Privacy International launches new database of surveillance industry companies

Surveillance Companies

Privacy International has long been one of the driving forces behind the global efforts to ensure the internet remains open and free for all. They have now launched a new database of more than 500 companies which are involved in the online security industry, in an attempt to shed some light on an industry that operates very much in the shadows.

The database is known as the Surveillance Industry Index (SII) and includes a wide range of searchable details about the companies it contains including their name, location, type of products, the trade shows they attend, and the type of surveillance work they are involved in.

It also includes links to more than 1,500 company brochures and has details of more than 600 known exports from data which was already in the public domain.


Of those companies included, 122 are located in the USA, with 104 in the UK, and 40 each in France in Germany. The overwhelming majority are based in countries with a thriving arms industry.

The database has also attempted to identify where in the world different company’s products can be identified, with particular attention being drawn to those that have sold to oppressive and dictatorial regimes around the world.

The database has been compiled by the organisations own researchers along with journalists and other activists. Edin Omanovic, a research officer at Privacy International explained to the tech website Motherboard that the idea of the database is to allow researchers, journalists, and activists to gain a better understanding of how the industry works, what products are on the market, and who is doing business with whom.

Its release was accompanied by a report which provides a fascinating insight into the development of the industry, as well as painting a particularly vivid picture of where it is at today. For those who care about online privacy in any way, it makes for pretty grim reading.

It concludes that unless greater transparency and export restrictions are used to bring the industry to heel, the trade in surveillance technologies is only likely to grow in the months and years ahead. The demand for such products is of course fueled by the growing paranoia about the risks of terrorist’s attacks.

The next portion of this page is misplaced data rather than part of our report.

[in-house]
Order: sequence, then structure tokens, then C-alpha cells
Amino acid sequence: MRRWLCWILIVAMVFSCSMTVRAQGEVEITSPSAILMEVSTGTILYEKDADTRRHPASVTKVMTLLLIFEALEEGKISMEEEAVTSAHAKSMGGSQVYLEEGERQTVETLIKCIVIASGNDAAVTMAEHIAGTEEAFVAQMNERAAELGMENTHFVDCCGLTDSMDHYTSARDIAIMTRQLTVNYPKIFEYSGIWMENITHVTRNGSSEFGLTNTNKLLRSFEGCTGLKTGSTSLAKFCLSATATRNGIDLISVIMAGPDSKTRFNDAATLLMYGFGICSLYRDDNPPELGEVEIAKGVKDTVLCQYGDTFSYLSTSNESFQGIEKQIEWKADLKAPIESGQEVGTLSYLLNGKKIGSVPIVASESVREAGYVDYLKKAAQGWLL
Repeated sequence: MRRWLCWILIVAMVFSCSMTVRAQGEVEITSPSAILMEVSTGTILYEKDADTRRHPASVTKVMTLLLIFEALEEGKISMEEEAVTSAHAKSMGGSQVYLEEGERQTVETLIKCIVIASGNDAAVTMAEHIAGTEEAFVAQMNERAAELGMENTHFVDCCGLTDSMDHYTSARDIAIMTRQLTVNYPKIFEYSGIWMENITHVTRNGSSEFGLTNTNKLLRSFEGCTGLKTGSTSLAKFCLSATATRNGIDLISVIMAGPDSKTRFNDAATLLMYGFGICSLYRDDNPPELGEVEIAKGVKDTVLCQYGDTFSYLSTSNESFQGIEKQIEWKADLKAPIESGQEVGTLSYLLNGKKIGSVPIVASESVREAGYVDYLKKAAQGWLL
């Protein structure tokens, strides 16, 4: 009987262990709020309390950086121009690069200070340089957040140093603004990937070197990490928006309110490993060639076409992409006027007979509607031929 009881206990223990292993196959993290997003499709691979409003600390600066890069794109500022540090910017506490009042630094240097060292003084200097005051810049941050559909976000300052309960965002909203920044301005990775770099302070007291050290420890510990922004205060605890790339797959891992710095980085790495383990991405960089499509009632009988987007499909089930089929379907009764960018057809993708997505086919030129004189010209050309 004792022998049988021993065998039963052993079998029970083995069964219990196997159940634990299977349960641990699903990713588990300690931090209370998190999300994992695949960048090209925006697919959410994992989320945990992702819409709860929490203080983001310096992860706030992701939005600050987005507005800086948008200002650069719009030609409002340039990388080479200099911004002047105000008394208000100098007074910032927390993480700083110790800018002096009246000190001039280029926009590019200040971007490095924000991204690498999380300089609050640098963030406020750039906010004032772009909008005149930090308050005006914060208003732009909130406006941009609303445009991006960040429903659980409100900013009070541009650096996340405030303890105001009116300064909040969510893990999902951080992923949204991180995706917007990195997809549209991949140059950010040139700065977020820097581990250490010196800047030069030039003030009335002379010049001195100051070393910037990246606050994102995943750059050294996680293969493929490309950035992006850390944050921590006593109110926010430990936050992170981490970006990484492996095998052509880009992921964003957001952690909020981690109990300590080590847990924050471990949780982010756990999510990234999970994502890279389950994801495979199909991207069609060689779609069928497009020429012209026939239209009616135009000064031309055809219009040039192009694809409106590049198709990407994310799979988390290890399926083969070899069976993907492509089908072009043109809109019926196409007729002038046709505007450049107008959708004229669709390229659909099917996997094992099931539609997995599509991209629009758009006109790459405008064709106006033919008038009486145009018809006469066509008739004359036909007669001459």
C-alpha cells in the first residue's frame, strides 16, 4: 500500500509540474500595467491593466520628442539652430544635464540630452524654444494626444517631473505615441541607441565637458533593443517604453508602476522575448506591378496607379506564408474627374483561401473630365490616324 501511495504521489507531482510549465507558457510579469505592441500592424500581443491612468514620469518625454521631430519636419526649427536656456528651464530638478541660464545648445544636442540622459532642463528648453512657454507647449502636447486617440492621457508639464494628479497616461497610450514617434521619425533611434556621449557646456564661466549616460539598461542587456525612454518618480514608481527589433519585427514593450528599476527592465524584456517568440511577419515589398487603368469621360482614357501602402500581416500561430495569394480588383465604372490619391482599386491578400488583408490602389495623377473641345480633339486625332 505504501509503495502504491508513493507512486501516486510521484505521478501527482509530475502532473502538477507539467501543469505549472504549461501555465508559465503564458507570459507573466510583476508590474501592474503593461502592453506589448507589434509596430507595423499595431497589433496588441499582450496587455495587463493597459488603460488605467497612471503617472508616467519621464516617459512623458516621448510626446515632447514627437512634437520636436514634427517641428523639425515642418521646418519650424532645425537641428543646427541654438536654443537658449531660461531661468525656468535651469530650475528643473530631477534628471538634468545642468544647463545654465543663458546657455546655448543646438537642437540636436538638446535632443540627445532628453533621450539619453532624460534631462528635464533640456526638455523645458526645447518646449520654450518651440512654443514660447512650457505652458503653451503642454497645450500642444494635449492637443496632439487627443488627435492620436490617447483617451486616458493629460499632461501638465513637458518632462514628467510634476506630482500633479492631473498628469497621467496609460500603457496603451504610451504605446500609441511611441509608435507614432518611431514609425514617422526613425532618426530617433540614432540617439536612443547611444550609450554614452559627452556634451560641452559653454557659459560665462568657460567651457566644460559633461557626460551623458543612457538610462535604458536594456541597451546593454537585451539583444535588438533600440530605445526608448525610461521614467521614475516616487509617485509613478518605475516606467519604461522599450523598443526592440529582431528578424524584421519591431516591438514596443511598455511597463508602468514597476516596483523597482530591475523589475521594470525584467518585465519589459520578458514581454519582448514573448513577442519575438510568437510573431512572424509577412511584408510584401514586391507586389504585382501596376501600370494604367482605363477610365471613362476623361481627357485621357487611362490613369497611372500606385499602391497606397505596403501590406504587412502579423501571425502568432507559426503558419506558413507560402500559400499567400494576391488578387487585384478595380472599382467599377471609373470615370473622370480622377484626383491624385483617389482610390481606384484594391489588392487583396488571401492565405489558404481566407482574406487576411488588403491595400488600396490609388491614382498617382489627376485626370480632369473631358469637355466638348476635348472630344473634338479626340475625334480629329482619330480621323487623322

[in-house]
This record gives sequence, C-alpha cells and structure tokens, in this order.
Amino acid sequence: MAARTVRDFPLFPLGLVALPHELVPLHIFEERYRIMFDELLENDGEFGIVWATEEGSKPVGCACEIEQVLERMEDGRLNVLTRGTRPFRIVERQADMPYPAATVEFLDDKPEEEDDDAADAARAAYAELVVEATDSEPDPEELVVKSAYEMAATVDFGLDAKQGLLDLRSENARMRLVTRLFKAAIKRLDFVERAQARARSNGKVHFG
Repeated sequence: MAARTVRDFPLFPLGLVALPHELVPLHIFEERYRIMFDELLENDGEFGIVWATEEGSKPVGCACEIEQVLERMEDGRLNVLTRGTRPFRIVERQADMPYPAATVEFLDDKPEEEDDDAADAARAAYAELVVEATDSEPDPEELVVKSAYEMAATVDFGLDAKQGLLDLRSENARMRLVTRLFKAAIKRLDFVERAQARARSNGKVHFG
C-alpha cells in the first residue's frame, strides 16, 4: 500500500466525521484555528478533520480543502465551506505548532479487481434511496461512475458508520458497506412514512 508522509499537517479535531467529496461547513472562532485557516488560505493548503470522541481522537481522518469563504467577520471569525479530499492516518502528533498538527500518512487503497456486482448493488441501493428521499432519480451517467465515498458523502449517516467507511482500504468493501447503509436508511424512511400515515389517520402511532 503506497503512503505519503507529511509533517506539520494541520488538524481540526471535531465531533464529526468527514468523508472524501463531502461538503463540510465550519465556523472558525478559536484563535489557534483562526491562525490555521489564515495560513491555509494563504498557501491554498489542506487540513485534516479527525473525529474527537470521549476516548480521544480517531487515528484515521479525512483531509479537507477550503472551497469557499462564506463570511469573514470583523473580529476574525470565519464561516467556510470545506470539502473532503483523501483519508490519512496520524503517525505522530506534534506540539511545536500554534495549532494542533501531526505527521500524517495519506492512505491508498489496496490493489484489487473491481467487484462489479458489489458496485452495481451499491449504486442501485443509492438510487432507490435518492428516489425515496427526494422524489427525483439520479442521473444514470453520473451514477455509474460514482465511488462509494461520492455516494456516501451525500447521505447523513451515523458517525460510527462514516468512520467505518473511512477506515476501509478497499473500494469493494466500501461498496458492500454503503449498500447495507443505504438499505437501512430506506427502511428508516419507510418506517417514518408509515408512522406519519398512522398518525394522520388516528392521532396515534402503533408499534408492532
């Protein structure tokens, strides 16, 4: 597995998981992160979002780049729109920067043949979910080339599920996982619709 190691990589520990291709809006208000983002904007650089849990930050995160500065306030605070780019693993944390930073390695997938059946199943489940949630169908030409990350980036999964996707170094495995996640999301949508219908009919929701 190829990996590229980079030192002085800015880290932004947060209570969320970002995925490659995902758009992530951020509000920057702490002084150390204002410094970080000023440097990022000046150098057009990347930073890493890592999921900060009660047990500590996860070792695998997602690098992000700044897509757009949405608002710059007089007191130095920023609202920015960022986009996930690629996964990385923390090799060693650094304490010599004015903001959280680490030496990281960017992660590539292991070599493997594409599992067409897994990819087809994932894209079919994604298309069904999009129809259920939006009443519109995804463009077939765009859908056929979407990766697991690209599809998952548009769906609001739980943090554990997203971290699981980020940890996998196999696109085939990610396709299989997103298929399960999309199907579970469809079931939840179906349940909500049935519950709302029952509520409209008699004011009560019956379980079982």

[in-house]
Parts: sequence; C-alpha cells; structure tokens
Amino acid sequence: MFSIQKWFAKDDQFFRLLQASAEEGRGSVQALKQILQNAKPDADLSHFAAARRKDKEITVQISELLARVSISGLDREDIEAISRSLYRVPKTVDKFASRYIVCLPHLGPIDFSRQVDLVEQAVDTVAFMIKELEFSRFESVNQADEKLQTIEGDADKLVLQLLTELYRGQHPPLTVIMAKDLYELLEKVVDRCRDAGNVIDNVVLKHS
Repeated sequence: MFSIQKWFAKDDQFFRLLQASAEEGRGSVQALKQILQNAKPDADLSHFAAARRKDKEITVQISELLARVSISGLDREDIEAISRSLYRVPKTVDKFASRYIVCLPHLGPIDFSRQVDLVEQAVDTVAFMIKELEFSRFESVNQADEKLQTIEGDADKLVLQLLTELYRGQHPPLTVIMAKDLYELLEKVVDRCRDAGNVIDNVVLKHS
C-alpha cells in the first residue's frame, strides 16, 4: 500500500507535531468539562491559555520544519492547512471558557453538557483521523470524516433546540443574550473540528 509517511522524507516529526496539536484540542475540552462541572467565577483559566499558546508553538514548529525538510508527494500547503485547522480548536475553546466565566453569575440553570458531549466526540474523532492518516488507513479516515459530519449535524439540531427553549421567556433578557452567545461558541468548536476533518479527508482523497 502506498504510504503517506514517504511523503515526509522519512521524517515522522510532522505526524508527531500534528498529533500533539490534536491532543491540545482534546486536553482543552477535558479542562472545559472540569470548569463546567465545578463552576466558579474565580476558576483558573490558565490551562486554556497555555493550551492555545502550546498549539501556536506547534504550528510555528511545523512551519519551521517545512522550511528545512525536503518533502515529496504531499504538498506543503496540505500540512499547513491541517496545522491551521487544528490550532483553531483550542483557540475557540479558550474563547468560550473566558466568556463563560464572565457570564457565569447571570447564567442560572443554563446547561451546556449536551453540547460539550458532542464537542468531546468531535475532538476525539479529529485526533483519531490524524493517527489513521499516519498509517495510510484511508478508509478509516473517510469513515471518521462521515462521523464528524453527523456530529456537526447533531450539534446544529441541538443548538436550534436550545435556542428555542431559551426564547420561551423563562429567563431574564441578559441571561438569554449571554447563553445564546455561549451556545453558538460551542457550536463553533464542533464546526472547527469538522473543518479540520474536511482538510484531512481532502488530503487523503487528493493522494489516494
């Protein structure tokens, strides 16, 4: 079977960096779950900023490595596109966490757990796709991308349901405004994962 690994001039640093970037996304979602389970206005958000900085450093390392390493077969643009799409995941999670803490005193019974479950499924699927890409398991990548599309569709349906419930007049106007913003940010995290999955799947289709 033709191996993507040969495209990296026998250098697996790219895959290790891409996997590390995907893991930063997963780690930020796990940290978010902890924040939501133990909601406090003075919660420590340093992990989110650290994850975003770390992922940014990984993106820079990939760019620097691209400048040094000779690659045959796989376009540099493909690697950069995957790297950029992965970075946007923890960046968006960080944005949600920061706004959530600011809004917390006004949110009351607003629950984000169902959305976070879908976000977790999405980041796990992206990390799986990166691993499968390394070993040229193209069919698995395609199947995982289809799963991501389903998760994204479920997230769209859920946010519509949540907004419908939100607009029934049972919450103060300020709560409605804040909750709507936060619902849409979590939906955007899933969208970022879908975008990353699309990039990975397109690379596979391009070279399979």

Human Rights

The report argues that if this growth continues unchecked, the industry will continue to facilitate human rights abuses, to undermine online privacy globally, and also contribute real tangible risks to international security.

In the ongoing public debate around the globe of privacy vs. security, this database and the accompanying report make a valuable contribution. As Privacy International’s Edin Omanovic says “Understanding the role of the surveillance industry, and how these technologies are traded and used across the world, is crucial to not only understanding this debate but also fostering accountability and the development of comprehensive safeguards and effective policy.”

For individual users, it will be the size of the industry that will shock them the most. Many people are aware of the risks of online surveillance, but few are aware of the sheer scale of the industry, and the range of products and different technologies that are out there.

In boosting awareness of the industry, Privacy International are also likely to encourage increasing numbers of users to take steps to protect their own privacy online through VPNs and other such technologies. No doubt, this is a consequence of which they would thoroughly approve.

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